While the couple decided not to supply the Athlone market this year and miss its buzz, they joined Neighbourfood and sell through this facility at Mullingar and Ballymahon.
“This has been working well for us this year with reduced trading fees and social distancing. We have had an increase in people taking part in our community-supported agriculture scheme this year and so have not had the need for a physical market,” said Kate.
Our community-supported agriculture scheme is an initiative where people buy a farm membership at the start of the farming year and they receive a portion of the food grown on the farm every week in return for the whole year.
“It is similar to a vegetable box scheme but different in that the customer takes the risk and reward, the same as the farmer. If a crop fails, they don’t get it – it’s not ordered in from abroad.
“However, if a crop succeeds, they reap extra. On our scheme, our customers receive extras that we don’t sell such as fruits, berries and grapes. They get a free farm visit for the family and a discount on workshops,” said Kate.
Preparing autumn crops
“Right now we are preparing our autumn crops, planting winter salads, garlic, winter onions and broadbeans and getting ready to put parts of the garden to bed for winter.
“So we are gathering up all of our compost materials and we will layer them on beds over winter covered with a water permeable membrane that blocks light; so the biology in the soil, all the little creatures, bacteria and fungi can break it down over winter and we can plant into it come spring,” she said.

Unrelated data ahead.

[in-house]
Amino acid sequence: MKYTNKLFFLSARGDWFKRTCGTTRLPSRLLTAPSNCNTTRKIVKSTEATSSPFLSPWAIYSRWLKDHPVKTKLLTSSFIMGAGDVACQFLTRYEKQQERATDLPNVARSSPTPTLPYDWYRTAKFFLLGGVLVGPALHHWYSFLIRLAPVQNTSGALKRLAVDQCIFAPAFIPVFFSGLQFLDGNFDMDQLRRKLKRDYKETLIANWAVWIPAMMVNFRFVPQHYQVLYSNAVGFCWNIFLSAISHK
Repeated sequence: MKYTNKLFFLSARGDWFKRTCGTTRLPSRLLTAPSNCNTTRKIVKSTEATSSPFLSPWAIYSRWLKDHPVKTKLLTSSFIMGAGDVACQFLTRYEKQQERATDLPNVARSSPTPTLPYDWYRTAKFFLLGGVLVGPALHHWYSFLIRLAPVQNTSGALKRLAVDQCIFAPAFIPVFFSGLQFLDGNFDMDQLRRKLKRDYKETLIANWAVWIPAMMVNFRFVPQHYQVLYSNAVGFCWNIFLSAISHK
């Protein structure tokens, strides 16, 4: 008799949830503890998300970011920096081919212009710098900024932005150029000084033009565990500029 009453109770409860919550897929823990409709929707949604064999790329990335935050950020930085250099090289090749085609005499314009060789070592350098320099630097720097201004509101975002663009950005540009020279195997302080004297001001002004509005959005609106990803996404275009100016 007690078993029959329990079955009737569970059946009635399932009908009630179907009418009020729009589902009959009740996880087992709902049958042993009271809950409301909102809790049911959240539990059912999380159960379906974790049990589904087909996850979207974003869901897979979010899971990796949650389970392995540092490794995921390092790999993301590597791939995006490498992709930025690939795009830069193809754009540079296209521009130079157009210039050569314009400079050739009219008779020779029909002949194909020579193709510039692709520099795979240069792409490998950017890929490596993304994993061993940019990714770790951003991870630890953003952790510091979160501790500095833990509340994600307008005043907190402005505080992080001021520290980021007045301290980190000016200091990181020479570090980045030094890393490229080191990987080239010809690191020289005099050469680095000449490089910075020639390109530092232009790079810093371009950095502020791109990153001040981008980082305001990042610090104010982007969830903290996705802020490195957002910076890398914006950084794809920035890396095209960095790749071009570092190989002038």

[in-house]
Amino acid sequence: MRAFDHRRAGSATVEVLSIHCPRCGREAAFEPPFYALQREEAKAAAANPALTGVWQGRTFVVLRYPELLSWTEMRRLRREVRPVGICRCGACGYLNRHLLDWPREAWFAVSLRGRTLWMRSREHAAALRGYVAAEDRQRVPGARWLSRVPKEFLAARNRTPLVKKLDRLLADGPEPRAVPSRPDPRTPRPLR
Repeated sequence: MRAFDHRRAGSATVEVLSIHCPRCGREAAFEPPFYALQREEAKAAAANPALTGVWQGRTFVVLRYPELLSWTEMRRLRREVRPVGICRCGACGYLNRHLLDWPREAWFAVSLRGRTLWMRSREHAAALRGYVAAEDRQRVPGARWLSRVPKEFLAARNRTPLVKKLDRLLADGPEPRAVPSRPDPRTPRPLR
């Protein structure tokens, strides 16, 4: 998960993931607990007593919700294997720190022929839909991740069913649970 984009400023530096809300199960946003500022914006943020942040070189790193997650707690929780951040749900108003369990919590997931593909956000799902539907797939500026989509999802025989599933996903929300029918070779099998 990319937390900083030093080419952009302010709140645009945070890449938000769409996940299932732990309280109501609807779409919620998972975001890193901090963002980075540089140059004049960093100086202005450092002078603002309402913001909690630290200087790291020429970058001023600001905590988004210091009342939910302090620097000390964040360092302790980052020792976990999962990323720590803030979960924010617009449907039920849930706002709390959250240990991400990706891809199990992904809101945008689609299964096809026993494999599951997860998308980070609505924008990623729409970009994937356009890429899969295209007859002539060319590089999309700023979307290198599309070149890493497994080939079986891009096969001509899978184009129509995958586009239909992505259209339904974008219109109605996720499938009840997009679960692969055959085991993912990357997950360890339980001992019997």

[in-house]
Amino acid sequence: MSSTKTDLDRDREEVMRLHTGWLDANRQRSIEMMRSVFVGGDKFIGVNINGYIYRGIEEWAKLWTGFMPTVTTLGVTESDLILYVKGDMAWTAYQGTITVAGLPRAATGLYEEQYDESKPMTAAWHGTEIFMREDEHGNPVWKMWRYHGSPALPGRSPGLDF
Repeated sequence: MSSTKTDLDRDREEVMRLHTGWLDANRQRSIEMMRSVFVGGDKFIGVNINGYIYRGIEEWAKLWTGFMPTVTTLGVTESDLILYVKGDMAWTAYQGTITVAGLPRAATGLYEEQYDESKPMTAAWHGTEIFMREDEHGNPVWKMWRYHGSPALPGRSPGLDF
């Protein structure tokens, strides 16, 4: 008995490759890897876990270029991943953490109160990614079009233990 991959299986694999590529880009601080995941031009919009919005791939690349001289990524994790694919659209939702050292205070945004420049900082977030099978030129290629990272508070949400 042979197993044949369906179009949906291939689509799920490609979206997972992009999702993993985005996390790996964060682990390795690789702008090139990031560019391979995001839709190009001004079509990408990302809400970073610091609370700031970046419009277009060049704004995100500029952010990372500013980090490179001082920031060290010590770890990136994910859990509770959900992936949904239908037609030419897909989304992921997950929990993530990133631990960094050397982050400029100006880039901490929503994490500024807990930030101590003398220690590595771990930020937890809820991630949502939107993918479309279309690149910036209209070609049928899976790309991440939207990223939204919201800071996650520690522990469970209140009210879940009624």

“We are finally getting the infrastructure for our workshops finished up, so our geodome will get the plastic put on and we are planning our programme of events for next year,” Kate said.
“We will hold a Meitheal weekend, on September 19 and 20. It is limited to 15 people each day as per current restrictions on outdoor events, so we are asking people to book. It is essentially a weekend volunteering on the farm, helping us get ready for winter. There will be some tasty food and maybe even a little veg to take home.
“We are excited to be collaborating with the organic store Eato Westmeath and hopefully supplying it with some vegetables this autumn and next year. It is launching this September with an online organic store and offering a whole range of exciting things,” she said.
‘Loved to grow’
Next year the couple plan to resume social farming as well as launching workshops, events and a toddlers group.
“Of course very little is certain these days so we will take it slowly and respond to the situations that arise, trying to do the best for our customers and local community,” said Kate.
Farming was never on her agenda.
“When I found myself redundant in 2016, I grew for myself that first year, hoping just to grow enough food for the home. When I had grown too much I gave it away to friends and family.
It was that year I discovered I loved to grow. So in 2017, I decided to explore the idea of setting up the farm as a proper business, and in 2018 I officially launched An Ghrian Glas Farm – ‘the green sun’.
She relishes her new life and particularly enjoys seeing the trees she planted thrive.
“As farmers, we have enormous responsibility in the way that we farm. What drives me is the potential for small farms like ourselves to be a positive role model and an oasis for wildlife.”